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Search warrant suppressed in Yellowstone drug bust
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DARLINGTON – A motion was granted in the Lafayette County Circuit Court on May 16 to suppress a search warrant that resulted in several pounds of marijuana being seized and finding a suspected growing operation.
Both Eric Switzky, 36, and Kristen Switzky, 34, is charged separately of a Class E felony count of manufacturing and distribution of THC, one felony count of possession of THC with the intent to deliver and three misdemeanor counts of neglecting a child.
According to a release by the Lafayette County Sheriff’s Office, on October 18, 2017, a search warrant was executed regarding a suspected indoor and outdoor marijuana growing and distribution operation at their home on Lake Road in the town of Fayette. More than seventy-five marijuana plants in various stages of growth, approximately twenty pounds of marijuana leaf “clippings”, other items related to a butane chemical hashish oil manufacturing operation, guns and ammunition were seized.
Defense attorneys for Eric Switzky and Kristen Switzky filed a motion to suppress on Feb. 28, for the search warrant and all evidence seized from their home.
At the oral ruling on May 16, attorney Luke Steiner for Eric Switzky argued that the confidential informant (CI) that told police about the suspected grow operation was not reliable since there was no known information about the CI or how that person may have known the Switzky’s. Steiner also argued that the police made no attempts to corroborate the information received from the CI. He also addressed that the search warrant was signed along with a subpoena that sought utility records but the search warrant was executed before the utility records could be obtained.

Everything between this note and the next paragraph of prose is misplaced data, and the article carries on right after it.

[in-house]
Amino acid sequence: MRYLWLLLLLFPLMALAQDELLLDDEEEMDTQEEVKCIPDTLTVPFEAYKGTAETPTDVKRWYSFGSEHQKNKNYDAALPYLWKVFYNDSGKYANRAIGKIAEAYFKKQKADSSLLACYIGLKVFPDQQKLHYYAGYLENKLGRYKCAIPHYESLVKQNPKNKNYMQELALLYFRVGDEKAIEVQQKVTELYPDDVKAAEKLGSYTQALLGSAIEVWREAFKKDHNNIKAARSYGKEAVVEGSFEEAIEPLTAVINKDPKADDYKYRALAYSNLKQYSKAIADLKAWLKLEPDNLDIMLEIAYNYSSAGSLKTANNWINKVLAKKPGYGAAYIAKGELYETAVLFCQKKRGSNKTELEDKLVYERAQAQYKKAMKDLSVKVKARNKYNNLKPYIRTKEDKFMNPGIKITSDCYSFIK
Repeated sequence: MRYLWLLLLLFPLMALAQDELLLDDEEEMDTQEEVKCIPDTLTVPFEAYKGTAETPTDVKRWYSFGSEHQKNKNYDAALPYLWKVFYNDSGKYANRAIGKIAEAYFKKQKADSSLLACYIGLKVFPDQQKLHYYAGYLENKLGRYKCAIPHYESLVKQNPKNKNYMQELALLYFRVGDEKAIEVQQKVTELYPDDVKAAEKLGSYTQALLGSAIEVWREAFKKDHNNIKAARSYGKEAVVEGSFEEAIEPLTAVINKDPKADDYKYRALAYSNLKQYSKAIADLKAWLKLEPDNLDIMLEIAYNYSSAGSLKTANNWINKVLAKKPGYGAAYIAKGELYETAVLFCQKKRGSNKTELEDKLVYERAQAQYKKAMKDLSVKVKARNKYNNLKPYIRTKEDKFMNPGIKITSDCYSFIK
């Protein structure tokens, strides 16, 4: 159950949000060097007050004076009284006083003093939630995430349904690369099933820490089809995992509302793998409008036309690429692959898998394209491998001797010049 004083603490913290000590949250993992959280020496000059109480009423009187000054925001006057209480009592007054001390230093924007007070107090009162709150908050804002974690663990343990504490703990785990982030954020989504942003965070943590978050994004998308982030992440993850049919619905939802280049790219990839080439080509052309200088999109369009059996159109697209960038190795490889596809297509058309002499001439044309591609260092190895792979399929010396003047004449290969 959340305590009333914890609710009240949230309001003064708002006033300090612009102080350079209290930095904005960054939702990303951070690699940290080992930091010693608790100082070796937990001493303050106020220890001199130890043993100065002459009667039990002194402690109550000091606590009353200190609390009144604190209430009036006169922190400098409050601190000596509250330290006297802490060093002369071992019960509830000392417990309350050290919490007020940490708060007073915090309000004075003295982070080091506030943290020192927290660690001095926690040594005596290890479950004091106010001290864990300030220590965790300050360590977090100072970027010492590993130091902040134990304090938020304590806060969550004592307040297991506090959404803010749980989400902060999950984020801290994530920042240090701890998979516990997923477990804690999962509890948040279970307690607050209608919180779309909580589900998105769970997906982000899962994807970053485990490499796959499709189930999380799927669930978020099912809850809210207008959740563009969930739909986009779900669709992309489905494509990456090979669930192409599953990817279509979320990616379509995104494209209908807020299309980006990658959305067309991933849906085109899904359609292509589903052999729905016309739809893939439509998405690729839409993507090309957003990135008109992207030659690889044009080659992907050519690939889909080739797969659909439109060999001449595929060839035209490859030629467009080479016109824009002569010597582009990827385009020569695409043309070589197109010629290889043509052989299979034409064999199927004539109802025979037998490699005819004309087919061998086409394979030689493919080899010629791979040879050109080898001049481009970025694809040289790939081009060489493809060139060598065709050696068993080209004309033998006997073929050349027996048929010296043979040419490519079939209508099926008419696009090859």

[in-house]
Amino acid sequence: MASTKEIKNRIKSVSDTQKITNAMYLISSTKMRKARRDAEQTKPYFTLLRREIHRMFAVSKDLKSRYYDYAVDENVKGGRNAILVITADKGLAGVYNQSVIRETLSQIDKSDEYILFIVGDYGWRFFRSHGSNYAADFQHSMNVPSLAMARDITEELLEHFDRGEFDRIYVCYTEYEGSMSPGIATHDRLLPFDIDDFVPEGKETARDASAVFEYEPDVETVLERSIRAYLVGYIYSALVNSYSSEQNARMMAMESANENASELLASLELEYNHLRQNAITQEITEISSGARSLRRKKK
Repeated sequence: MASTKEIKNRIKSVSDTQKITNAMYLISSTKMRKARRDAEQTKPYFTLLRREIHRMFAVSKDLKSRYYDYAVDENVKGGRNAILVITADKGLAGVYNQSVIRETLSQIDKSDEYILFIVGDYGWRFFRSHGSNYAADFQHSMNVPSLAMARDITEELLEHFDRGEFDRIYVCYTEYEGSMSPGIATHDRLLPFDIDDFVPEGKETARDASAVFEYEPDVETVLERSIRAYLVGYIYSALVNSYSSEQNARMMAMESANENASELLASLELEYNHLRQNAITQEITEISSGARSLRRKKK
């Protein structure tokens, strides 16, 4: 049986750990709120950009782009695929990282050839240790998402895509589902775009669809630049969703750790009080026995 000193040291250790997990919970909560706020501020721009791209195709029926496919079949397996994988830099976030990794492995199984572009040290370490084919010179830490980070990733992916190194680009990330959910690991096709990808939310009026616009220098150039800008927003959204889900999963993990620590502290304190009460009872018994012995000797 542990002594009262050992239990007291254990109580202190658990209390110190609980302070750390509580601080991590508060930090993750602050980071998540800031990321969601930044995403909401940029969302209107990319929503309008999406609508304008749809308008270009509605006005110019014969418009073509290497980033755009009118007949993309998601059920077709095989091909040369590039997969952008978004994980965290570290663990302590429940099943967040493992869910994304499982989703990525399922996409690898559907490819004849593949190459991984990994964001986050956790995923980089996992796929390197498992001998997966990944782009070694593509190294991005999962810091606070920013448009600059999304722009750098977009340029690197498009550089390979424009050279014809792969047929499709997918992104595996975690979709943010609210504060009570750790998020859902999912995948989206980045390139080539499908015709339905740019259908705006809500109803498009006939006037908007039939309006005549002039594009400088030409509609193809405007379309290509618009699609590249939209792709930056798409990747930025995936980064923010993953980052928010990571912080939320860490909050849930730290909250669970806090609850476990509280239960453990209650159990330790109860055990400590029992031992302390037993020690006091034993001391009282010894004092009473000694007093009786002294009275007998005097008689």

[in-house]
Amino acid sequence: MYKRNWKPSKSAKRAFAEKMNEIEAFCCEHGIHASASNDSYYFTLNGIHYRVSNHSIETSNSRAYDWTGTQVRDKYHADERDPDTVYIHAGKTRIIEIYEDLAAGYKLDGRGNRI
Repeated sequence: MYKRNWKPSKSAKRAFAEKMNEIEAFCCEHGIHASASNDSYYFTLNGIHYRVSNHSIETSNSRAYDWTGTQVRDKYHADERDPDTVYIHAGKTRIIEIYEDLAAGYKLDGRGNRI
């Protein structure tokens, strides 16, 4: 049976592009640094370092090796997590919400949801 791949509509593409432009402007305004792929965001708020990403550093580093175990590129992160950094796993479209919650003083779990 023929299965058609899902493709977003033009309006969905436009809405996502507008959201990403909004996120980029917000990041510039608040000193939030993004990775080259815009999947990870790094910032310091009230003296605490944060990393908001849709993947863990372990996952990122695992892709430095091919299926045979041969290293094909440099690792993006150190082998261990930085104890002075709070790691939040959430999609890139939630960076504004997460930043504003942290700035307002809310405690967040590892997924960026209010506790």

Attorney Mark Eisenberg for Kristen Switzky concurred with Steiner adding that there is no reason given for why the CI told the police the information but only that the CI was acquainted with the couple and their home. Eisenberg commented that there is no information stating that the police knew if the Switzkys lived there or if they had three young children. Eisenberg suggested the police could have done a fly over to see where the growing operation was taking place, in order to find some sort of evident corroborating the CI’s information or even knock on the door to be able to smell the odor of butane coming from the home.
District Attorney Jenna Gill disputed that the police did in fact corroborate the information given from the CI. She stated that they did research who lived there and she addressed the idea of a small county like Lafayette doing a fly over or knocking on the door the day before a search warrant was issued. She commented that it doesn’t matter how the CI know the Switzkys or how they may have obtained the information because he CI swore under oath to the extremely detailed information of the house, its surrounding growing operation and also a secret room that was in the basement that housed more drug activity. Gill stated that officers could have found facts that there were three minor children in the home disturbing and would want to act as soon as they could.
Green County judge, Thomas Vale, stated that he has signed search warrants for similar situations and always asks for the utility records first and any additional information before a search warrant is signed. He commented that if a search warrant is signed that indicates that that person has enough information to warrant probable cause. He agreed with the district attorney that the CI was very detailed in their information but there was not indication as to who the CI was or their motivation for giving the information. He agreed with Eisenberg that a knock on the door could have sufficed for enough evidence to corroborate was the CI was stating, and felt that the police could have done more research.
The district attorney has 45 days from May 18 to appeal the motion. The case will go before the court again on July 18.